I WAS ON THE VERGE OF WRITING THIS column when we received the news that President Umaru Yar'Adua had suddenly died. Not that it came as a surprise. There had been uncertainty about his state of health ever since he returned from his latest treatment in Saudi Arabia in late February and was kept in isolation in the presidential wing of Aso Rock, the seat of power.
Not even the country's number two at the time, Goodluck Jonathan, was permitted access to him while the National Assembly dithered over what to do, finally appointing Jonathan to the hitherto unknown post of "acting president" as an uneasy compromise.
Why the legislators didn't simply impeach Yar'Adua as permitted in the constitution, wasn't a question they cared to address. This is to say nothing of the propriety of having a president who was hidden from the public gaze by his wife and an inner caucus who were not themselves answerable to the citizens over whom their "prisoner" (I can think of no more appropriate word) purported to rule.
Such is Nigeria. As I pointed out in a previous Letter from Lagos, we live in a magical realist country where chance events have a way of upsetting all political calculations.
Among the political calculations thrown up by the death of Yar'Adua is who should now occupy the vice-presidential slot. The problem here is that the ruling People's Democratic Party (PDP), in power since the military finally quit in 1999, has saddled itself with the requirement that the new vice president should come from the North so that he can contest next year's general election and thereby ensure that the North gets the two terms that was supposed to have been settled by the Yar'Adua presidency, meeting the terms of the principle of rotation.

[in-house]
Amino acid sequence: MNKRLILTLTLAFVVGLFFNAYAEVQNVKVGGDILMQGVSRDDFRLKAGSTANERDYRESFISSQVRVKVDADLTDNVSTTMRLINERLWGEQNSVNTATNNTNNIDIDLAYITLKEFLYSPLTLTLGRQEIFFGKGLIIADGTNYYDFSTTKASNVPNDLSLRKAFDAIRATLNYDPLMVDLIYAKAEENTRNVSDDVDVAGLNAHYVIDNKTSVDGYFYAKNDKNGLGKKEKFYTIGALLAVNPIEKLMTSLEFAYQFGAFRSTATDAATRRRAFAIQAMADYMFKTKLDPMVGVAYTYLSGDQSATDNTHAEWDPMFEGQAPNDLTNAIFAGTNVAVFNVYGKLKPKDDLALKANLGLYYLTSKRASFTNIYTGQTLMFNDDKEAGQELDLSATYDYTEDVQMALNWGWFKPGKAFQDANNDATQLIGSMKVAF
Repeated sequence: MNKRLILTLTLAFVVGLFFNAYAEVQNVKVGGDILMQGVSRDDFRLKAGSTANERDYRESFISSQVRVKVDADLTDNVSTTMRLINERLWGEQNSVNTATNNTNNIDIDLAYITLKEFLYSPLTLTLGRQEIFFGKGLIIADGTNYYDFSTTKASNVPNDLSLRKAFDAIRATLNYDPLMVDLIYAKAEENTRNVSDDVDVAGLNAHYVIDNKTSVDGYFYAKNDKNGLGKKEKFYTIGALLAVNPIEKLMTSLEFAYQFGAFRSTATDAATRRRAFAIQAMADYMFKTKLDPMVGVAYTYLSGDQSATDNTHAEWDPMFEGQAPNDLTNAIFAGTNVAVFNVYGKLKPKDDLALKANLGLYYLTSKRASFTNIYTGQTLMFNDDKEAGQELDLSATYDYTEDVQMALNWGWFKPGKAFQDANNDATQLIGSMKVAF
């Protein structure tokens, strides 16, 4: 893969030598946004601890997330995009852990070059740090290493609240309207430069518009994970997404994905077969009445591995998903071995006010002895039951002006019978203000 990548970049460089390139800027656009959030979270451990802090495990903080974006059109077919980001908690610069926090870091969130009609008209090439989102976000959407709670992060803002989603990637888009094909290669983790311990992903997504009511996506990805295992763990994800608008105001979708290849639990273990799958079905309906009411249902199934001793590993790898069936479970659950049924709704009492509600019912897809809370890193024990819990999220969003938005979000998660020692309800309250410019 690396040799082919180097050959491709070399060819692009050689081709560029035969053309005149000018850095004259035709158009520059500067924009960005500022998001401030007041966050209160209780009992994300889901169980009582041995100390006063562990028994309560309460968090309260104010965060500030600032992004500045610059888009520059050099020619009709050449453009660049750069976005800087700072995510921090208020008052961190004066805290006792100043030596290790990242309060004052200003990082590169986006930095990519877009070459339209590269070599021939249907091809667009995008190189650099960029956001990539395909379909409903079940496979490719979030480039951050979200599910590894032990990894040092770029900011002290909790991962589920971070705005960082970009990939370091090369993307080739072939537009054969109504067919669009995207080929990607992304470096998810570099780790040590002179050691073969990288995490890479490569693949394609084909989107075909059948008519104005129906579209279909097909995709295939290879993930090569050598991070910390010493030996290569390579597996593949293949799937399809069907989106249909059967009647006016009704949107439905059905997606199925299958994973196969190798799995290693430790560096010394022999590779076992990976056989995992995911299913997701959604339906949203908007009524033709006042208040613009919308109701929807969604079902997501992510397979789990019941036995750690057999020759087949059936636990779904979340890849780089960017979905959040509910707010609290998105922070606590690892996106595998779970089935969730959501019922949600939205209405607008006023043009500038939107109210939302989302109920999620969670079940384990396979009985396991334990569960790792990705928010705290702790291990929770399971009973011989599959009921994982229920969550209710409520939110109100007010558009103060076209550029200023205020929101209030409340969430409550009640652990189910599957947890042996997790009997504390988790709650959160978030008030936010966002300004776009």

So far so good, but for two caveats: the first is that the national constitution itself does not specify that the president should come from any particular region of the country; the second is that Jonathan, an Ijaw from the South, might himself decide that he doesn't want to step down after just one year in the saddle, especially since the PDP, which has become synonymous with election rigging and corruption, appears bent on tearing itself apart, which was perhaps not to be avoided, given the rewards attendant on public office in a country where politics is the only game in town.
Only recently, for instance, the party's national chairman was arraigned before a high court on charges of corrupt enrichment and fraud to the tune of...